Black and White Cookies used to be a staple in Jewish bakeries as well as many bakeries in New York City. In Boston, I grew up knowing them as Half Moon Cookies. I have always had a theory (now apparently backed up on Wikipedia!) that the difference between Black and White Cookies and Half Moon Cookies is that Black and White Cookies have an icing on them (thin, dry, shiny, traditionally poured fondant in bakeries) while Half Moon Cookies have buttercream on them (thick, cake-like frosting). Both versions can be downright delicious. Anyway, a traditional Black and White Cookie recipe was the inspiration for these Blueberry Lemon Black and White Cookies — what I am calling Blemon Halfsies.
History of Black and White Cookies
I know, I know, we are not in school here. But I think it’s important to know where Black and White Cookies originated. In the early 1900s (like, 1902), Bavarian immigrants opened Glaser’s Bake Shop in the Upper East Side in New York City. It is believed that the Black and White Cookie originated at Glaser’s. Sadly, in 2018, Glaser’s closed. (Seriously, I was really, really sad! I was living in the neighborhood at the time.) Fortunately, many a Glaser’s Black and White Cookie passed my lips in the years that I lived in the Upper East Side.
According to Wikipedia, the concept of a frosting on the Black and White Cookie emerged a little more than 20 years later in Utica, New York. Listen, whatever rivalry existed between the variation in cookie topping, I have no complaints! Both forms are delish.
What is Poured Fondant?
I mention above how Glaser’s (and most bakeries) use poured fondant on their Black and White Cookies. Poured Fondant is not the fondant used to cover cakes. The fondant on cakes is called rolled fondant — because you literally need to roll it out to use it to cover a cake. Rolled fondant is also a great medium to sculpt decorations for a cake.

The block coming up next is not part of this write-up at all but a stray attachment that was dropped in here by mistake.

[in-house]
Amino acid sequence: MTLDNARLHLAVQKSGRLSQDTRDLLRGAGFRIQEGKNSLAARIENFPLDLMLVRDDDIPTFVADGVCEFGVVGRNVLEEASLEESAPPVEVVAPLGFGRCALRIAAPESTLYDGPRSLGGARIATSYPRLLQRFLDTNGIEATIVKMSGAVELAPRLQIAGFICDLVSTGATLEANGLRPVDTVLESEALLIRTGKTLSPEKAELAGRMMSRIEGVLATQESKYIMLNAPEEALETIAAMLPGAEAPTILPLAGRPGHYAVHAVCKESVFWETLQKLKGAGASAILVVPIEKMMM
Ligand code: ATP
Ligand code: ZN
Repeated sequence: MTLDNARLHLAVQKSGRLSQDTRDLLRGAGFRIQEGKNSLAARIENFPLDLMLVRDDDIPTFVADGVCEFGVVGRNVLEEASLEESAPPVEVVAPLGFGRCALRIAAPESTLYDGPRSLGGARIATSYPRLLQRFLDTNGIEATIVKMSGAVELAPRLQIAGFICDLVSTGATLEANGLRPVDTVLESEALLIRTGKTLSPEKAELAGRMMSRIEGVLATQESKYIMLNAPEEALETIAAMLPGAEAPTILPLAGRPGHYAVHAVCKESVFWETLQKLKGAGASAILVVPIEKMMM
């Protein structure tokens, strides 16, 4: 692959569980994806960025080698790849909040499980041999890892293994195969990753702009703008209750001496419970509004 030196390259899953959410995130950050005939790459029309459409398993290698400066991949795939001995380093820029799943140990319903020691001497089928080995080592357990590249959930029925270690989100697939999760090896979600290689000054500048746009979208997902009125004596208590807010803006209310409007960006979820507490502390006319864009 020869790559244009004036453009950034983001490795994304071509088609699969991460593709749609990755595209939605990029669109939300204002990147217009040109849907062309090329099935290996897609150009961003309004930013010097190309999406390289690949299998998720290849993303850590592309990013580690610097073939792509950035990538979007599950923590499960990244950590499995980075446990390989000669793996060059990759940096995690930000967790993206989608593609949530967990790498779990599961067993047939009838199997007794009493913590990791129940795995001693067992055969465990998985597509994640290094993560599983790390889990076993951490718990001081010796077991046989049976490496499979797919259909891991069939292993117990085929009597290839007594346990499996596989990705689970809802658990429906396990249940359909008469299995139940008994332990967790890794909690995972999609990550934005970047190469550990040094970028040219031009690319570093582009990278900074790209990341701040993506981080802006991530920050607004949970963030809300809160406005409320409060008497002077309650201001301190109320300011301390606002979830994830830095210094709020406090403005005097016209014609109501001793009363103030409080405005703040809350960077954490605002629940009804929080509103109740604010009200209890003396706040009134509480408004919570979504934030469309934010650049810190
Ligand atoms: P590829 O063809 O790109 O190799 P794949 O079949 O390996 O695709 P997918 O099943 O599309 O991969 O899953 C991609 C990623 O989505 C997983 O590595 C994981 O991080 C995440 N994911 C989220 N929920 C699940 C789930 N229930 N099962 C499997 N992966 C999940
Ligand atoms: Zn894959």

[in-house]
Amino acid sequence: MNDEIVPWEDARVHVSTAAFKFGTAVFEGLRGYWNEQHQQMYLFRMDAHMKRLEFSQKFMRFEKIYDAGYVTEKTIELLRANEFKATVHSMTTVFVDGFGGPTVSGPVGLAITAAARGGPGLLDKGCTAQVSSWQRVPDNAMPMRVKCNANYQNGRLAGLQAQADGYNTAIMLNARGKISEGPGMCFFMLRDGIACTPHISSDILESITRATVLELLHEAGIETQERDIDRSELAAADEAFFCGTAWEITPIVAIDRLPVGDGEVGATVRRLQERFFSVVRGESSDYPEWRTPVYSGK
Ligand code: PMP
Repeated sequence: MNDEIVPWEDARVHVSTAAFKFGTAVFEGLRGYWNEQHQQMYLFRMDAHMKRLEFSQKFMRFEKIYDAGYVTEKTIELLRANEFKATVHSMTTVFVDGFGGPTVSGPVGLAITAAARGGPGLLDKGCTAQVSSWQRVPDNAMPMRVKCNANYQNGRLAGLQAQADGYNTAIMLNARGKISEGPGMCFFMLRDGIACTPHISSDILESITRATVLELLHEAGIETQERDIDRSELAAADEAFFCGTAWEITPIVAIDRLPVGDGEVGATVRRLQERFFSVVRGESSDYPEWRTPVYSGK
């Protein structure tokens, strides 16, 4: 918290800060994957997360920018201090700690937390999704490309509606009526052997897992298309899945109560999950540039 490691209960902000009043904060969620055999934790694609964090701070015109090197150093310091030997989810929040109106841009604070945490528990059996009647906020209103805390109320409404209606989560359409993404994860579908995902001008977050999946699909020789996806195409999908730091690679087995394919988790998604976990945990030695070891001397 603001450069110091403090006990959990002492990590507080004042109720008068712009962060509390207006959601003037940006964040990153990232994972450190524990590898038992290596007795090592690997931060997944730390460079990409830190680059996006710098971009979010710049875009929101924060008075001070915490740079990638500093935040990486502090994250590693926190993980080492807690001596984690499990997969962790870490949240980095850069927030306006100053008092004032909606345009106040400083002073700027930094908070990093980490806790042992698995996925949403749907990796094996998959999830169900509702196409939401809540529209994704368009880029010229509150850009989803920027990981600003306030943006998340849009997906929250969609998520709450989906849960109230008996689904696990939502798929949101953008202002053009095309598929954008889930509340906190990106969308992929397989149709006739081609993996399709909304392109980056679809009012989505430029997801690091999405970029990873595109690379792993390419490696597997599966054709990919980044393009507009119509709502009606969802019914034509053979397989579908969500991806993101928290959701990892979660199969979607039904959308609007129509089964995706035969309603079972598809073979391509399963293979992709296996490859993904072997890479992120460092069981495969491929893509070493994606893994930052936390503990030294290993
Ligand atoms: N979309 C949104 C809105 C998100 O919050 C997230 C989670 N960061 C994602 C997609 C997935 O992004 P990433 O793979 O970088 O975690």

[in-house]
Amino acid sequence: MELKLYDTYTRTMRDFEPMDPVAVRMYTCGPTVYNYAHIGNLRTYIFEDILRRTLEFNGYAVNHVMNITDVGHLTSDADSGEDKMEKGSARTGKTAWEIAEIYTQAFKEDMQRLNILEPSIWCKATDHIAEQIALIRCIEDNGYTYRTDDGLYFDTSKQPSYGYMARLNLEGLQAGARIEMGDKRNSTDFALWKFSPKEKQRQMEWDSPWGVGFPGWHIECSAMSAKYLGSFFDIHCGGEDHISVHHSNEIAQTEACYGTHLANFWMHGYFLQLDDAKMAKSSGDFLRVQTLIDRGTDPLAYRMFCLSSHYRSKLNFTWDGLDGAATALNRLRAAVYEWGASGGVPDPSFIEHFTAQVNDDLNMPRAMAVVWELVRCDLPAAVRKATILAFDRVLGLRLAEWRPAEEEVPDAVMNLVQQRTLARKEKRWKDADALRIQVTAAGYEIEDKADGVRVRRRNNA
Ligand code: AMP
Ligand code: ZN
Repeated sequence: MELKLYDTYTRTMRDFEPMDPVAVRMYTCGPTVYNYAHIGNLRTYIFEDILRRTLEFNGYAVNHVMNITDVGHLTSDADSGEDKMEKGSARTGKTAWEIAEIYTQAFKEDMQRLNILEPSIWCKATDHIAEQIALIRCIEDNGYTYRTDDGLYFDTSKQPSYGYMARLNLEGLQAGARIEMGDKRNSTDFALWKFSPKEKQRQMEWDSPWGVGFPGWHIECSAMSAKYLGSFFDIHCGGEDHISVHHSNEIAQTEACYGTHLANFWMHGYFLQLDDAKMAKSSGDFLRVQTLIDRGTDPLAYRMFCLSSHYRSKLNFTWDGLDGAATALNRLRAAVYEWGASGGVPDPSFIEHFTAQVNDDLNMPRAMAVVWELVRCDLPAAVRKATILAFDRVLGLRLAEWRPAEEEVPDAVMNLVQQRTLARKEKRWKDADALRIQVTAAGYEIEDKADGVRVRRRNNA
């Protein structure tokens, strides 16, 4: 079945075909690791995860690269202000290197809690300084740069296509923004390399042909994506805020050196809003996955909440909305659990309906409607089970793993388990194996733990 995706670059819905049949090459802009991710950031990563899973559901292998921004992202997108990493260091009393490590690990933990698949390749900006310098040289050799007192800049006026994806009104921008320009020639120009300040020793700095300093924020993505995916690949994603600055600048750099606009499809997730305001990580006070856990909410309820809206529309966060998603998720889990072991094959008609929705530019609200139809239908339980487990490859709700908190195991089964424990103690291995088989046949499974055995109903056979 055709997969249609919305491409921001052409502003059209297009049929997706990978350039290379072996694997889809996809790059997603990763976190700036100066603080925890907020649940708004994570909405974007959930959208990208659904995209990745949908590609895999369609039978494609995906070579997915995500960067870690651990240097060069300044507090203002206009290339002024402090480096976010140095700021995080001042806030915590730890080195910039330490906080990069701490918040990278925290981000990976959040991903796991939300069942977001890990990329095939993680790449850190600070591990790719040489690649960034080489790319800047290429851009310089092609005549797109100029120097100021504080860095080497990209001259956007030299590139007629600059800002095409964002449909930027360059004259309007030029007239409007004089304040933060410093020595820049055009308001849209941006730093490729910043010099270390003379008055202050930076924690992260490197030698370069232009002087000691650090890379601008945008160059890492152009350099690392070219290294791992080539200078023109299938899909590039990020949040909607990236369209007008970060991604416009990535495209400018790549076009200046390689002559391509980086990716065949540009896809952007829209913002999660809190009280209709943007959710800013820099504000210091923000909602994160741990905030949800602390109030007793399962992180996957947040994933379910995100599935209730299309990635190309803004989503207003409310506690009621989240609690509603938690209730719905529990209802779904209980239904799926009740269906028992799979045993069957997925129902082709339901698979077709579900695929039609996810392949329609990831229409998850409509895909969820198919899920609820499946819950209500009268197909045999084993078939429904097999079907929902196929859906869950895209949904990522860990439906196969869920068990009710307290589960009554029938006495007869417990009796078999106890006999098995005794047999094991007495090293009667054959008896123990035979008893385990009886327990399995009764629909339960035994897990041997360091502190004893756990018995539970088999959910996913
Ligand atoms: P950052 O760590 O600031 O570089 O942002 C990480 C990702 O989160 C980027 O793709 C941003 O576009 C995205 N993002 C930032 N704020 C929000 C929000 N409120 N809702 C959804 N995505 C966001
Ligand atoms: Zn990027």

Poured fondant, when heated properly, is poured over desserts, such as petit fours, to give a glossy, sweet finish. It is also used to top eclairs and napoleons (mille-feuille). American bakeries also use poured fondant to ice donuts. Using poured fondant is an easy way to get a glossy, delish finish to any pastry, and it is easy to flavor it with chocolate, coffee and other flavors.
Why Doesn’t this Blemon Halfsie Recipe use Poured Fondant?
A few years ago when I was in culinary school, I searched far and wide for poured fondant. I could not find it anywhere. I could buy it online, but only in bulk in 50 pound containers. While poured fondant will last for years (if not longer) without going bad, I had no need for 50 pounds, let alone any place to store it! There are recipes to make poured fondant, but it can be a bit finicky to make. In Europe, one can buy a sensibly smaller size of poured fondant. I have no idea why it was so difficult to find in the USA.
I just recently learned that one company, Edde, is selling a smaller tub of poured fondant. Hallelujah! I am going to have to buy some and play with it. I would love to make this Blemon Halfsie recipe with it!
In place of poured fondant, most home recipes for Black and White Cookies include an icing recipe made with confectioner’s sugar. It’s a very nice substitute for poured fondant, and certainly much easier than making a batch of poured fondant.
Once I get my hands on some poured fondant, I will update this recipe to include it as an optional icing.
How this Recipe Came About